don’t know where you reside but there are a few surgeons in the states that do non mesh repairs.
    there is dr. Robert Tomas in Florida who specializes in the Desarda repair. There is keven Peterson in Las Vegas who is anti mesh and specializes in pure tissue repair. There is dr. William brown in San Francisco who specializes in pure tissue repair. And there is a surgeon in Long Isaknd new you’re at Stoney brook hospital who specializes in the shouldice repair and trained at the shouldice hospital in Toronto and has done more than 650 of these types of operations and his name is Dr. samer sbayi. Best of luck!

  • WorriedWife1

    January 12, 2018 at 1:05 am

    Jnomesh, did you start having symptoms right after your variocele surgery? What type of pain did you have while sitting? Your plan is identical to mine. This is the first step. Thanks for your response.

  • Jnomesh

    January 11, 2018 at 11:36 pm

    From a patients perspective it sure sounds like symptoms of a hernia. I had a lot of discomfort when sitting. It seems the logical step would be to repair the hernia while its small especially if you do a non mesh, pure tissue repair Bc you can have better outcome when the hernia is small.
    i think it is awesome that you visited the shouldice hospital they are the best when it comes to a non mesh repair.
    after recovery from the hernia repair you could see if his pain is gone. If not it is something else. But at least he would of had his hernia repaired

  • WorriedWife1

    January 11, 2018 at 10:51 pm

    He has been to Shouldice in Toronto and he does have a hernia. It’s just not a “big” one. He’s also been to a post vasectomy pain urologist and he identified a hernia as well. I’m more concerned that the pain he is experiencing isn’t related to the hernia and is from the vasectomy.

    I’m really just wanting my specific questions answers in regards to his symptoms and whether they are indicative of a hernia (ache while sitting, pain lifting, etc).

    Thank you for your responses.

  • LeviProcter

    January 11, 2018 at 2:10 pm

    If there is concern for a hernia and there’s no obvious bulge then a CT scan of his abdomen is reasonable (while doing a valsalva maneuver).

    this is pretty good at evaluation for a hernia.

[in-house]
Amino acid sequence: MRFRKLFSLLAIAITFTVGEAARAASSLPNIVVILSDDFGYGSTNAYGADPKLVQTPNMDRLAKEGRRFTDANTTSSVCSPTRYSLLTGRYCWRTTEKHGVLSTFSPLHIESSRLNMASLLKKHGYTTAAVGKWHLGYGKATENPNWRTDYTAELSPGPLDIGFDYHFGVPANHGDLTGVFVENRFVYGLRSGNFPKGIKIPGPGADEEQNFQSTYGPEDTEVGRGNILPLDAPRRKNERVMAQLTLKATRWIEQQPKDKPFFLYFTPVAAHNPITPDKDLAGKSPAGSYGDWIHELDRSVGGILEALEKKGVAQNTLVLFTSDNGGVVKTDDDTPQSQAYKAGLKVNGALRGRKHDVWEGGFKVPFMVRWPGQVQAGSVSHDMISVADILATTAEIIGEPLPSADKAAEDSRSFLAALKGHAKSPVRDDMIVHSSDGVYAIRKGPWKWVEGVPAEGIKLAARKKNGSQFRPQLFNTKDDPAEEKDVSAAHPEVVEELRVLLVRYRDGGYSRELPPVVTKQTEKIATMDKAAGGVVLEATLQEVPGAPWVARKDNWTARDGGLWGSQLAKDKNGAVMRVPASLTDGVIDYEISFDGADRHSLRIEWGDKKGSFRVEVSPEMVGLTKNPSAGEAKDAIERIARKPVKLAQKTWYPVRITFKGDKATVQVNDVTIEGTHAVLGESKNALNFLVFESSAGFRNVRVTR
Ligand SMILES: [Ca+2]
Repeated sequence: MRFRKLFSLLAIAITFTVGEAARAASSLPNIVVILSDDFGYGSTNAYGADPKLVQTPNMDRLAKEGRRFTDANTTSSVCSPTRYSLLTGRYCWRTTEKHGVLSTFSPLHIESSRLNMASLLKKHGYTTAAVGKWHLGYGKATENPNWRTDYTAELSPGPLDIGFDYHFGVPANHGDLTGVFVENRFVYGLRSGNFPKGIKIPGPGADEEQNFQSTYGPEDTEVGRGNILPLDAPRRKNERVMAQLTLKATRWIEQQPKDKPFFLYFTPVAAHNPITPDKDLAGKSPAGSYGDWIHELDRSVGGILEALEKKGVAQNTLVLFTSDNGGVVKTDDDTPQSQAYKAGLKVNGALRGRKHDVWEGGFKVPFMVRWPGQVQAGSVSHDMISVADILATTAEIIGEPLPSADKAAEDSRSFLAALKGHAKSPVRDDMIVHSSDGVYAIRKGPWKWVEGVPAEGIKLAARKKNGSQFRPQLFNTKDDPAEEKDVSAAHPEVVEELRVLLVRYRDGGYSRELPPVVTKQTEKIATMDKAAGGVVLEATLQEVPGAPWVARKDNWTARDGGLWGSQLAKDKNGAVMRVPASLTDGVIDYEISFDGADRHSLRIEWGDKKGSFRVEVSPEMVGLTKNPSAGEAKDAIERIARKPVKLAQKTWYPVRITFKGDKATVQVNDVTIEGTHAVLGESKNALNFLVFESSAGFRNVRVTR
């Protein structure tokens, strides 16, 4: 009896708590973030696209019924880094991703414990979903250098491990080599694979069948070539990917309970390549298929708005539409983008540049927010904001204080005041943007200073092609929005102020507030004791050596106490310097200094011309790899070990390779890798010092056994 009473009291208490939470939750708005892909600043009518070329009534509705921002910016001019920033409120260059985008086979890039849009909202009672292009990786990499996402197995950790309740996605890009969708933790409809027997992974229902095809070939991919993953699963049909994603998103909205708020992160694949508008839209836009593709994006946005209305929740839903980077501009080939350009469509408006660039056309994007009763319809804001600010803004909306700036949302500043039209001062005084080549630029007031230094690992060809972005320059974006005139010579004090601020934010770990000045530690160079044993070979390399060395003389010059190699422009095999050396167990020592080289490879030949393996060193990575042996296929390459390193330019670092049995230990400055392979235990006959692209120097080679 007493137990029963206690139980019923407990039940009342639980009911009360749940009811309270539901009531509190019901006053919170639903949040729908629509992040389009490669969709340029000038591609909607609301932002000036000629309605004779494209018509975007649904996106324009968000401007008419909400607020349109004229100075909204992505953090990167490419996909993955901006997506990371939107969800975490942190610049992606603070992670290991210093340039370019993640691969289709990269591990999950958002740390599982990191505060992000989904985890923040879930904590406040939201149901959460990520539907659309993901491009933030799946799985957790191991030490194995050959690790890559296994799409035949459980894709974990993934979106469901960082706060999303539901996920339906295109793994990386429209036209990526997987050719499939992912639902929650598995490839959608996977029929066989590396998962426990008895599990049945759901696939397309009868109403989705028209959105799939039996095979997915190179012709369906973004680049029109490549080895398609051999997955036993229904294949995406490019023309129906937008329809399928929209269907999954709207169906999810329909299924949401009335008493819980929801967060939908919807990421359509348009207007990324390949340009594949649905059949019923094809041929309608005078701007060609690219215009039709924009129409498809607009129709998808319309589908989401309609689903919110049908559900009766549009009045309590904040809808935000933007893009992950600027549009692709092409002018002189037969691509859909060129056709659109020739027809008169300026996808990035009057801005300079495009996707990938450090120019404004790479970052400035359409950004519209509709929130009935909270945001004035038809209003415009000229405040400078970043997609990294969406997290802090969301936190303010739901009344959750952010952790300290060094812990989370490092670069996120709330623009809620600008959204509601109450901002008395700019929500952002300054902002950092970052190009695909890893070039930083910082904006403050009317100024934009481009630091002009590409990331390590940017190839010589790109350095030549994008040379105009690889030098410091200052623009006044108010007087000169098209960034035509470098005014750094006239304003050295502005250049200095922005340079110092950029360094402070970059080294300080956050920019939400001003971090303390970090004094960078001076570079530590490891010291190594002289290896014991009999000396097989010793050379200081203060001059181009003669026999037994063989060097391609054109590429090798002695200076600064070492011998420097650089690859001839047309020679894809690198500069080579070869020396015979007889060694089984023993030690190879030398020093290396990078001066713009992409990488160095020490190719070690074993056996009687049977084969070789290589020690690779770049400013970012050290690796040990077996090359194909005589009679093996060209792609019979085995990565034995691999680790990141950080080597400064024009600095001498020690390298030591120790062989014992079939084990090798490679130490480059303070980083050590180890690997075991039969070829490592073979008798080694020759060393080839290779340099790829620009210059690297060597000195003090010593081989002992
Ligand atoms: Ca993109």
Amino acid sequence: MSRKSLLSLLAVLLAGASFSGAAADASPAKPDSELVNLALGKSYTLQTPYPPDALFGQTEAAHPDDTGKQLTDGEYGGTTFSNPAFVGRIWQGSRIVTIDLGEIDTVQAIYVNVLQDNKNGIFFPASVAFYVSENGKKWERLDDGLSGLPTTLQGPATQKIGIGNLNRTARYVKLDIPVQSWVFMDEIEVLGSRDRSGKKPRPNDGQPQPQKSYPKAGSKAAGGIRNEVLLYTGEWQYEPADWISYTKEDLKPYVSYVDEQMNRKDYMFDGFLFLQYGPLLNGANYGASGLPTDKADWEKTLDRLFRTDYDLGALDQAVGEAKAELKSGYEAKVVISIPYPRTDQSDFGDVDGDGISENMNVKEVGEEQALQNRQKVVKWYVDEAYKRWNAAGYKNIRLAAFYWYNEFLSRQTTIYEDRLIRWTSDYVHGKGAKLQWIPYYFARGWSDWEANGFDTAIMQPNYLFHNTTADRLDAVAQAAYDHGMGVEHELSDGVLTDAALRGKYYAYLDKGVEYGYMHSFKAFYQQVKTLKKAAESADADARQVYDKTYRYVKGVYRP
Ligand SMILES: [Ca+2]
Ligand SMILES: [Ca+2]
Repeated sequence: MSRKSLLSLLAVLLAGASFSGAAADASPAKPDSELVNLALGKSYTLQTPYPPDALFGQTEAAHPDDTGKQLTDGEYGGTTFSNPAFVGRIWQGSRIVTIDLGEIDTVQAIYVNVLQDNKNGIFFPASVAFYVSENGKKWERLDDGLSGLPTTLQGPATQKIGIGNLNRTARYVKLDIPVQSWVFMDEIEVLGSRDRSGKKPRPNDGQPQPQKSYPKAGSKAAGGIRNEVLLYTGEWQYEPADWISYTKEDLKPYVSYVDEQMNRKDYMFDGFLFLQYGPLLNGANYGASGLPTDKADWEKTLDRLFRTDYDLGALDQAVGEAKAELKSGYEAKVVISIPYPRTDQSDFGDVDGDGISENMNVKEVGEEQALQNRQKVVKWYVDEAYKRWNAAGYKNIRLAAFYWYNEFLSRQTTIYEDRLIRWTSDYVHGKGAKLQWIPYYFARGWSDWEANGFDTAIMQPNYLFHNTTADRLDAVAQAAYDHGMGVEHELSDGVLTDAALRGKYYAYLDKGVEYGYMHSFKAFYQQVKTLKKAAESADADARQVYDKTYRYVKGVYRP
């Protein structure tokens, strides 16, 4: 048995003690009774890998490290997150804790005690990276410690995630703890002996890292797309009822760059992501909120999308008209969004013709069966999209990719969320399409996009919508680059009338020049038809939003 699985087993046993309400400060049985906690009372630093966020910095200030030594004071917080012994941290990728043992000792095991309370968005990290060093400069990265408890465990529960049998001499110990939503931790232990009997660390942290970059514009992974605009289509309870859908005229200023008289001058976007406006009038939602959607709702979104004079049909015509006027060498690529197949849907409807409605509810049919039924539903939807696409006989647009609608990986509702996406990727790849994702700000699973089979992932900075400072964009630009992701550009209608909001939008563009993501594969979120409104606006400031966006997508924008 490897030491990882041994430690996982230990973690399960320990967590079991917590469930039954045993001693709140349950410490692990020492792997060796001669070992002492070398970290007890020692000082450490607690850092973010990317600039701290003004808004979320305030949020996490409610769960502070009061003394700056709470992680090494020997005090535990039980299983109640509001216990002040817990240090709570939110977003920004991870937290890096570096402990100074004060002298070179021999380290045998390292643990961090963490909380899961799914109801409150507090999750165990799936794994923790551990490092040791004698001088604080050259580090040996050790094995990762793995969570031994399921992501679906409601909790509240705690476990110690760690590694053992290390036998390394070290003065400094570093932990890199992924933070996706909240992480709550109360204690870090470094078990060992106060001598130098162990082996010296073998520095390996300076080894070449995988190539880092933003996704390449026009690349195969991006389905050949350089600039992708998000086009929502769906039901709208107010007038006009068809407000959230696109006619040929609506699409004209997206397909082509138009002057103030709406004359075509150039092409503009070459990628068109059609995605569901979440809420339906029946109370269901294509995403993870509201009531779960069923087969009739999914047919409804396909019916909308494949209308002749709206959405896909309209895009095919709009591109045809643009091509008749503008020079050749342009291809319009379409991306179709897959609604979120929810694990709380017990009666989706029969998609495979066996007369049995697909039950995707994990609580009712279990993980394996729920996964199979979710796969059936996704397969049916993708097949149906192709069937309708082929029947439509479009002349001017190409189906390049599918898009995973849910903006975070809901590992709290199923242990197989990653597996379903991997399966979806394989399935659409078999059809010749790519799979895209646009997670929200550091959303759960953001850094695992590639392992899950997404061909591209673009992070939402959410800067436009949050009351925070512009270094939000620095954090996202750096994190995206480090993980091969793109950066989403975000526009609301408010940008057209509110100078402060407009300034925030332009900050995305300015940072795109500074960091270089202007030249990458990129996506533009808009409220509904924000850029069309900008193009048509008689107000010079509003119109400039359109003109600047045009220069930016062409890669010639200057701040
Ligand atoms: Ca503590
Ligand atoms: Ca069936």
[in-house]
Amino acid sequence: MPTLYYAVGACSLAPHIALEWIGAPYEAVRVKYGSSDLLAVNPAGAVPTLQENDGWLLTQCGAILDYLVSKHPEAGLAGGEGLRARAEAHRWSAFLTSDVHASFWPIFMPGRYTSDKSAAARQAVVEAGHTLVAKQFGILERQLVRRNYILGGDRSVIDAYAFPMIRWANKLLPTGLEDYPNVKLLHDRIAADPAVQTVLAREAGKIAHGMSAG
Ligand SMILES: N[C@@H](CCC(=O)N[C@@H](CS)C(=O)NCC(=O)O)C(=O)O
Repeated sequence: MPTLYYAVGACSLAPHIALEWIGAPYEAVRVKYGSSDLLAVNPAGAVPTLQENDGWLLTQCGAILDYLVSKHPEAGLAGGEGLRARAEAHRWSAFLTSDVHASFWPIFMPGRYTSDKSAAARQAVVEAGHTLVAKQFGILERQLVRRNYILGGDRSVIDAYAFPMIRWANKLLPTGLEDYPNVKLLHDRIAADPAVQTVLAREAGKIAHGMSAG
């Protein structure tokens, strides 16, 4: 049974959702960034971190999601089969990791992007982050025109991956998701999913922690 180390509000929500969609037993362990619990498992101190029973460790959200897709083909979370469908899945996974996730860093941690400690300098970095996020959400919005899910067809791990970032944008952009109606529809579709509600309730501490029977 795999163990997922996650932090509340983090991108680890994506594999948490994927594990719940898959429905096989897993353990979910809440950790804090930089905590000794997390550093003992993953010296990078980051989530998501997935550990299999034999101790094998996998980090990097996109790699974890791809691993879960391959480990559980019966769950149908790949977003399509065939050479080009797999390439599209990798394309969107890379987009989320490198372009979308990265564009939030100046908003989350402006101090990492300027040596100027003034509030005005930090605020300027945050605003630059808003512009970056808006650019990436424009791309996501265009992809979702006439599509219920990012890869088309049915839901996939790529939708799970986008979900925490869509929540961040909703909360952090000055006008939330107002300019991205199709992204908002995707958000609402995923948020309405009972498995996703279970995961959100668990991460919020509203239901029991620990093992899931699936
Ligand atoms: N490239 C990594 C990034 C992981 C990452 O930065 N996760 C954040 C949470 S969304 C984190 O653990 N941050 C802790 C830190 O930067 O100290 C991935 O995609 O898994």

If thats negative he should
    follow back up with the urologist for a formal reveal.

  • Jnomesh

    January 10, 2018 at 7:34 pm

    I had a variocele surgery where they also have to manipulate the spermatic cord and 3 days after surgery developed a inguinal hernia. My theory is that there was probably some weakeness there or maybe a asymptomatic small hernia that the area was made weaker due to the cuttin into the groin. So it’s certainly possible that the surgery caused oa hernia or exasperated a condition that was not noticeable or symptomatic

  • Good intentions

    January 9, 2018 at 11:09 pm
    quote WorriedWife1:

    I’m concerned that he is moving forward with the hernia diagnosis

    If he got the vasectomy so that you two could have a better sex life, then you should be very concerned about today’s hernia repair method of choice. Laparoscopic implantation of large pieces of mesh can impact the penis and surrounding body parts. It did mine. The more active I was the worse it got. And it wasn’t the type that a pill can fix. So, your husband’s physical type of work is going to make these problems worse if he has them. He won’t be able to stop sports or working out and just spend more time at a desk so that he can have his penis back. The inflammation affects all surrounding tissues, and gets worse with movement. It’s not a problem that most men will talk about, but if it doesn’t work there’s no point in not talking about it.

    The big risk for both of you right now is that the majority of surgeons out there who do laparoscopic mesh implantation will seem very confident in the materials and method. You will feel very comfortable that he or she is going to fix him. You’ll feel relieved once you choose a doctor to do the work.

    If you go for a consultation the surgeon will probably discount stories of dysfunction or chronic pain as internet rumors, or from the past. They might cite research work that supports what they plan to do, but not the research that describes up to 20% chronic pain. They might have hundreds of surgeries under their belt. Mine had over 400, I believe, so the advice to look for an experienced surgeon does not guarantee success if you find one. I had my surgery in 2014, and they still do things the same way.

    Watch this video and you’ll see the guidance to place large pieces of mesh, even on the side that is asymptomatic. Sponsored by a medical device maker. Click anyway, even though it’s intended for the professionals.

    If he does decide to have surgery, find a surgeon who can say that they know their past patients are doing well, years later. “I don’t know, I haven’t heard anything bad” is reason to keep searching. Find a friend or colleague who has had successful surgery, and does what your husband plans to do, and get the exact same surgery. Make sure that your surgeon knows that their method and material choice work in the long-term, and that recurrence alone is not their criterion for success.

    Good luck. Be careful. The news these days is full of stories about the big corporations of the medical industry pushing sales over patient welfare. Opioids, birth control, trans-vaginal mesh, and hernia mesh among them. Even the physicians are trapped in the mess. It’s up to the patient to find somebody that they can really trust.

  • Unknown Member

    January 9, 2018 at 10:12 pm

    Look into the Genital Branch nerve. If ultrasound came back negative don’t worry about a hernia. A lot of men have trouble with the Genital branch after a vasectomy. Best of luck to you!